Interrupted counselling

Cersei talks sense into Tommen and interrupts a Small Council meeting.

We may finally be on the brink of some real vengeance from Cersei and Jaime after what has seemed like an age of talking about it. Yes, there's more repeated exposition about what happened to Cersei (surely everyone in that room knows), but used as emotional leverage both towards Tommen (to get him to act) and Cersei (as a reminder from Olenna Tyrell about Cersei's effectiveness the last time she dealt with the Sparrow), it works. It's just rewarding to see Lena Headey get back into kick-ass mode, hatching her plot to have the Tyrell army essentially do the work of the Lannister's forces in a fight against the Sparrow. But will it end up in her favour?

Theon's homecoming

Theon returns to Pyke and reunites with an angry Yara.

Some sterling, quiet anger here from Gemma Whelan's Yara, who is convinced her brother died when she met him as Reek, and frustrated that her men died trying to rescue him. The bond between the siblings is still palpable and Alfie Allen gives good sob as the tearful, remorseful Theon.

Osha's end

Osha tries to manipulate Ramsay and comes off the worse for it.

Ramsay: still a bastard. It's a disappointing final scene for Natalia Tena's Osha, and we do wish she had killed Ramsay and gotten rid of the one-note evil. Actually, scratch that: we'll wait and hope Sansa has her righteous revenge. But despite Iwan Rheon's best efforts, Ramsay remains the least compelling character as an actual person right now, even as he's useful as a plot-pushing player in the Game.

A letter from the lord

Jon Snow and co. receive a letter from Ramsay.

We'll get to the letter in a moment, but between Sansa's arrival and now this scene, do we detect some chemistry between Tormund and Brienne? Now that's a romantic comedy we'd watch. As for the delivery, it's really an extension of Ramsay's evil and, as we mentioned above, a spur that finally pushes Jon into action and confirms Sansa's need to A) enact vengeance and B) rescue Rickon. We put him second because, let's be brutally honest, does anyone besides her care about Rickon?

READ THIS: Who are Jon Snow's real parents?

Dany gets her way

Danaerys escapes the clutches of the Dothraki's Khals in spectacular style

If the earlier Dany scene was a taste, this is full on Unburnt as Dany endures sexist mockery from Khal Moro and co. (this lot really are obsessed with horse willies, aren't they?) and then not so much turns the tables as spills the fire braziers and roasts Moro and the rest before emerging from the flames untouched in a callback to her Season One finale shocker. It's strong work from Clarke before the fire starts and wonderful to Dany back at her powerful best. Looks like she'll have another army to help her in her quest: Some Mothers of Dragons do 'ave em...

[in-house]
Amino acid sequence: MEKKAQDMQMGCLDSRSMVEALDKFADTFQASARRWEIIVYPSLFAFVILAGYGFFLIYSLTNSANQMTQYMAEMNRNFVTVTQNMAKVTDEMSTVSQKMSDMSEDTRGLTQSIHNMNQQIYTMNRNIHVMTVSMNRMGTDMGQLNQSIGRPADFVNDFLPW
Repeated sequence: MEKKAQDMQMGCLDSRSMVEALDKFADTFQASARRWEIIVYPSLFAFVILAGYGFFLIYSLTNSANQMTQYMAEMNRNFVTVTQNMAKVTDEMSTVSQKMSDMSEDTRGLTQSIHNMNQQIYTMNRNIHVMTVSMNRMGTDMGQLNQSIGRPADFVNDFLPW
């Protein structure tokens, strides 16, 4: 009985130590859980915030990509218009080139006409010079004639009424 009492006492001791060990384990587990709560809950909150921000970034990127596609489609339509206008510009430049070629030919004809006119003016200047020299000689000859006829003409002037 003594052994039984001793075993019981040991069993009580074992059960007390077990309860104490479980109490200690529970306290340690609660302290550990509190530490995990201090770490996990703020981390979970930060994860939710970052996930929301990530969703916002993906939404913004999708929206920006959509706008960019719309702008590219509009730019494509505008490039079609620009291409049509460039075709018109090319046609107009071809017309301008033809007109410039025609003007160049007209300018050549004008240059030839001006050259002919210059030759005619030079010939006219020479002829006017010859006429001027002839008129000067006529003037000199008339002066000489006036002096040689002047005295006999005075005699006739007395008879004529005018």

While many were happy with the big Jon revival before, Dany's big moment carries more power because it has all that history behind it and shows the Mother of Dragons being proactive again. We're finally picking up the pace and some stories – Dany, Castle Black and King's Landing – are clicking properly. We noticeably didn't visit with Arya this week, and though Maisie Williams was missed, her frustrating story wasn't.

In summary

Highlight: She is the Mother of Dragons, and she brings you... fire! And doesn't even need Drogon to do it.

Lowlight: Osha's end wasn't particularly great.

Kill of the week: Khal Moro and the rest of the Brothraki at the barbecue.

Quote of the week: "What do I have to gain? If I win, I'm the shit who killed an old man. If I lose, I'm the shit who was killed by an old man..." Daario speaks the truth about why he won't fight Jorah.

MVP: Sansa, for getting a different emotion out of Jon Snow.

Random thought: The ghost of Ned Stark – to be played of course by Sean Bean – going around slaughtering those who have done him wrong should be made into a spin-off called Ned Reckoning. If Rickon dies before the series' end, have it be a two-hander called Ned Rickoning. Yes, we'll get our cloak.

READ MORE: Everything you need to know about Game of Thrones season 6

Season 6, Episode review guide

Episode 1 - The Red Woman

Episode 2 - Home

Episode 3 - Oathbreaker

Episode 5 - The Door

Episode 6 - Blood of My Blood

Episode 7 - The Broken Man

Episode 8 - No One

Episode 9 - Battle of the Bastards

Episode 10 - The Winds of Winter